Jiang H, English BP, Hazan RB, Wu P, & Ovryn B. (2015) Tracking surface glycans on live cancer cells with single-molecule sensitivity. Angewandte Chemie (International ed. in English), 54(6), 1765-9. PMID: 25515330  

Revelo NH, Kamin D, Truckenbrodt S, Wong AB, Reuter-Jessen K, Reisinger E, Moser T, & Rizzoli SO. (2014) A new probe for super-resolution imaging of membranes elucidates trafficking pathways. The Journal of cell biology, 205(4), 591-606. PMID: 24862576  

  • March 31, 2015
  • 04:58 PM
  • 140 views

An apple a day may keep the children away: Pesticides and sperm count

by Dr. Jekyll in Lunatic Laboratories

Ever hear that old saying an apple a day keeps the Doctor away? Well it might have the right idea, just the wrong person. New research investigating the relationship between eating fruit and vegetables containing pesticide residues and the quality of men’s semen has shown a link with lower sperm counts and percentages of normally-formed sperm. So for people wanting children it may be time to rethink that produce.... Read more »

Y.H. Chiu et al. (2015) Fruit and vegetable intake and their pesticide residues in relation to semen quality among men from a fertility clinic. Human Reproduction. info:/10.1093/humrep/dev064

Hagai Levine, & Shanna H. Swan. (2015) Is dietary pesticide exposure related to semen quality? Positive evidence from men attending a fertility clinic. Human Reproduction. info:/10.1093/humrep/dev065

  • March 31, 2015
  • 11:01 AM
  • 137 views

Moths Fondly Remember Plant Species Where They Lost Their Virginity

by Elizabeth Preston in Inkfish



Think real estate decisions are hard for humans? Imagine if the house you lived in were also your singles bar, your babies' nursery, and your shelter from large animals trying to eat you. And, while you were growing up, your food source, as you nibbled away its floors and shingles.

Moths face all these pressures each time they settle down on a plant. That may be why at least one type of moth uses pleasant associations to help with its choices. The plant species where an individual loses........ Read more »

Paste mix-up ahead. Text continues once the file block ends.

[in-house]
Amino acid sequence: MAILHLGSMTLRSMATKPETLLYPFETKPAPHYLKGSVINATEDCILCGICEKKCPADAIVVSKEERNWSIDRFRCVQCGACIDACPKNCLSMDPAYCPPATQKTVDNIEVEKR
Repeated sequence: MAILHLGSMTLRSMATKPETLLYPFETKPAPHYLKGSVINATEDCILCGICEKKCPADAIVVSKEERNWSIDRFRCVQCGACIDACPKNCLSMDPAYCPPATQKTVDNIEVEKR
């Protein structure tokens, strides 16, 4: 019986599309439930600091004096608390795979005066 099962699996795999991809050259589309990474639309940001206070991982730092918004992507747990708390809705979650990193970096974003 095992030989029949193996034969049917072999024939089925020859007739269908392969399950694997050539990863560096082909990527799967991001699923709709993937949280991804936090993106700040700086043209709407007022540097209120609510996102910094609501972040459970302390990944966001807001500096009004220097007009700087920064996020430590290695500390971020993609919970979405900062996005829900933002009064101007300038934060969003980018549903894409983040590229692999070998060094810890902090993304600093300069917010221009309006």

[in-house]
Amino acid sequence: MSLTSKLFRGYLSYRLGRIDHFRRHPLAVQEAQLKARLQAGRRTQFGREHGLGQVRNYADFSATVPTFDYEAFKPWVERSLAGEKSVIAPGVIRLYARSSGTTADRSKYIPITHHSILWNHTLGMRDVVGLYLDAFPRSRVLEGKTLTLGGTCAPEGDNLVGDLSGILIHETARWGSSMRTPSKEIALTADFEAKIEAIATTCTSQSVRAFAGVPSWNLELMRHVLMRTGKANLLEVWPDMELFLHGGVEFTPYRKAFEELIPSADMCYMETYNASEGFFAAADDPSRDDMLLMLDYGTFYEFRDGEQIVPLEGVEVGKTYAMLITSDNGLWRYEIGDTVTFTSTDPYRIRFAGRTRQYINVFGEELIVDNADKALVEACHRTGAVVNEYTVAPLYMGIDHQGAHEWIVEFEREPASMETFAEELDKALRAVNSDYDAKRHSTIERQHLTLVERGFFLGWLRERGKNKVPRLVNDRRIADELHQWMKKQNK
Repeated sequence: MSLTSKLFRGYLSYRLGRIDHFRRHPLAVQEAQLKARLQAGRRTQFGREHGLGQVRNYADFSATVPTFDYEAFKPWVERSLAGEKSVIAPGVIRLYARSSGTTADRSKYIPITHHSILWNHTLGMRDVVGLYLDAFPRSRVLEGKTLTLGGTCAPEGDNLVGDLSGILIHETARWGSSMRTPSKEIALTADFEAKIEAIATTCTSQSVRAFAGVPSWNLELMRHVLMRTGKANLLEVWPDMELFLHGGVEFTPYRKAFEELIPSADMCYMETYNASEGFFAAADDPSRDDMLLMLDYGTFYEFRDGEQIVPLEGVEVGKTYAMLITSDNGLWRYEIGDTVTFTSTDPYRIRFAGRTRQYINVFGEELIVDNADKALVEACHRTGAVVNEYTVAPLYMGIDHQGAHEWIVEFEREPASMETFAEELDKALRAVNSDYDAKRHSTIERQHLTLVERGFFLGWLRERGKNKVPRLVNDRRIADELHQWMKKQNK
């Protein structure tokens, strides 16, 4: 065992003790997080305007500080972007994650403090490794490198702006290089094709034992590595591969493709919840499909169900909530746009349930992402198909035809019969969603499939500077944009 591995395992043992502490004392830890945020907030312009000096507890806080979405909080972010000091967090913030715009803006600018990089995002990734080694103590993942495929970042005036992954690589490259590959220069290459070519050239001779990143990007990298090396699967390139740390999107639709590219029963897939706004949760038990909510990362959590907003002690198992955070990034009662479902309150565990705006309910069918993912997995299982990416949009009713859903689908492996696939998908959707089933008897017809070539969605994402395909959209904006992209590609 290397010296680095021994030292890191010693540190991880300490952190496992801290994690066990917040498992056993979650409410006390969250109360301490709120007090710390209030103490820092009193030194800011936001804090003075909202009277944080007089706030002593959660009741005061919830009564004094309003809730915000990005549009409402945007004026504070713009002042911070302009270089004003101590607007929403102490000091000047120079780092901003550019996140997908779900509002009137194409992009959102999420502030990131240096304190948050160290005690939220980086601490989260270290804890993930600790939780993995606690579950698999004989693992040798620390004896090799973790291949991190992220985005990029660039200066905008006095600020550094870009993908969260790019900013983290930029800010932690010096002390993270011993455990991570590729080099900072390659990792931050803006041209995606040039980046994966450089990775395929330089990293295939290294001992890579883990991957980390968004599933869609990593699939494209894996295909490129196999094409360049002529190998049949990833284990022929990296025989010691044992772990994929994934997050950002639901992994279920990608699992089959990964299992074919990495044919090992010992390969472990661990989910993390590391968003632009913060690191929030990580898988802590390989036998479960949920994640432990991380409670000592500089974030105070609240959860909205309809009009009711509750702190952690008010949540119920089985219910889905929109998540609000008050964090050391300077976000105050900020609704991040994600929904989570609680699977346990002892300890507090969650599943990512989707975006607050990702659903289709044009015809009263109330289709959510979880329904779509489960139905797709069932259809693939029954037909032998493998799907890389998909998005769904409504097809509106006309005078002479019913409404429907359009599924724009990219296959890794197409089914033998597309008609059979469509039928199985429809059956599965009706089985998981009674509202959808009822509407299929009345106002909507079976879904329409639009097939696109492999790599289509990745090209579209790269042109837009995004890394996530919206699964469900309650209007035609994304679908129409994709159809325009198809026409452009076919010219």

• March 30, 2015
  • 11:32 AM
  • 146 views

Gut Feelings

by Miss Behavior in The Scorpion and the Frog

This boy may be influencing who he will marry when he grows up. Photo by Orrling at Wikimedia Commons.Animals (including humans) are swarming with microorganisms both on and in our bodies. Humans harbor so many different microorganisms that we have over 150 times more microbial genes than mammalian genes, and it is reasonable to suspect that this scenario is similar for most animals. But before you run to soak in a tub of hand sanitizer, you should realize that many of these microorganisms are a........ Read more »

Ezenwa, V., Gerardo, N., Inouye, D., Medina, M., & Xavier, J. (2012) Animal Behavior and the Microbiome. Science, 338(6104), 198-199. DOI: 10.1126/science.1227412  

  • March 29, 2015
  • 10:42 AM
  • 132 views

Accelerated loss: western Antarctice ice shelf melting at faster pace within last decade

by Jonathan Trinastic in Goodnight Earth

New satellite measurements have given unprecedented spatial and temporal resolution to Antarctice melting. The data indicates the Western shelf is melting faster than thought and the Eastern shelf is no longer gaining thickness. Important information to predict future sea level rises!... Read more »

  • March 26, 2015
  • 07:00 AM
  • 150 views

http://www.united-academics.org/magazine/health-medicine/coffees-dirty-secret-like-carcinogens-with-that/